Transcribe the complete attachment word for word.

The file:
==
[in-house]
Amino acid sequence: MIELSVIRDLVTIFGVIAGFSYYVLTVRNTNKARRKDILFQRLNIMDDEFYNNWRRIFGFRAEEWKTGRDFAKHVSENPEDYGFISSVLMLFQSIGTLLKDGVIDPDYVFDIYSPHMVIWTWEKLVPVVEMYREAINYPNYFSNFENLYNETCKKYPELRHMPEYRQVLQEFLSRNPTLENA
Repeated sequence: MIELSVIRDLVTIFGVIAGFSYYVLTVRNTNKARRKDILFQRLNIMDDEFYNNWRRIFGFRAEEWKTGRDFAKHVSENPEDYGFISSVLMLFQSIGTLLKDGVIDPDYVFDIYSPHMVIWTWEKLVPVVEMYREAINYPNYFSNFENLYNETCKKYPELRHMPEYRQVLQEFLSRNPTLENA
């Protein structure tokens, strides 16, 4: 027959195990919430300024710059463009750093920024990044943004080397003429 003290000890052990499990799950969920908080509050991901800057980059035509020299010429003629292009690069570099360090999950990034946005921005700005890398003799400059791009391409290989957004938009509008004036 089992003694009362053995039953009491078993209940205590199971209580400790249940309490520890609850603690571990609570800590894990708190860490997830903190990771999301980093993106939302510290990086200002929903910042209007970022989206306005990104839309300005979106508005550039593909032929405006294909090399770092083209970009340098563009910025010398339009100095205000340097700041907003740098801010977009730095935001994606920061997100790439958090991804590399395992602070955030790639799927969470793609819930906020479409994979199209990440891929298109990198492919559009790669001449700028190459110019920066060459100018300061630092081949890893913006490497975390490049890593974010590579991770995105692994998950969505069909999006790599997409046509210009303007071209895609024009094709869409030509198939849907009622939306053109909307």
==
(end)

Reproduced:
[in-house]
Amino acid sequence: MIELSVIRDLVTIFGVIAGFSYYVLTVRNTNKARRKDILFQRLNIMDDEFYNNWRRIFGFRAEEWKTGRDFAKHVSENPEDYGFISSVLMLFQSIGTLLKDGVIDPDYVFDIYSPHMVIWTWEKLVPVVEMYREAINYPNYFSNFENLYNETCKKYPELRHMPEYRQVLQEFLSRNPTLENA
Repeated sequence: MIELSVIRDLVTIFGVIAGFSYYVLTVRNTNKARRKDILFQRLNIMDDEFYNNWRRIFGFRAEEWKTGRDFAKHVSENPEDYGFISSVLMLFQSIGTLLKDGVIDPDYVFDIYSPHMVIWTWEKLVPVVEMYREAINYPNYFSNFENLYNETCKKYPELRHMPEYRQVLQEFLSRNPTLENA
């Protein structure tokens, strides 16, 4: 027959195990919430300024710059463009750093920024990044943004080397003429 003290000890052990499990799950969920908080509050991901800057980059035509020299010429003629292009690069570099360090999950990034946005921005700005890398003799400059791009391409290989957004938009509008004036 089992003694009362053995039953009491078993209940205590199971209580400790249940309490520890609850603690571990609570800590894990708190860490997830903190990771999301980093993106939302510290990086200002929903910042209007970022989206306005990104839309300005979106508005550039593909032929405006294909090399770092083209970009340098563009910025010398339009100095205000340097700041907003740098801010977009730095935001994606920061997100790439958090991804590399395992602070955030790639799927969470793609819930906020479409994979199209990440891929298109990198492919559009790669001449700028190459110019920066060459100018300061630092081949890893913006490497975390490049890593974010590579991770995105692994998950969505069909999006790599997409046509210009303007071209895609024009094709869409030509198939849907009622939306053109909307």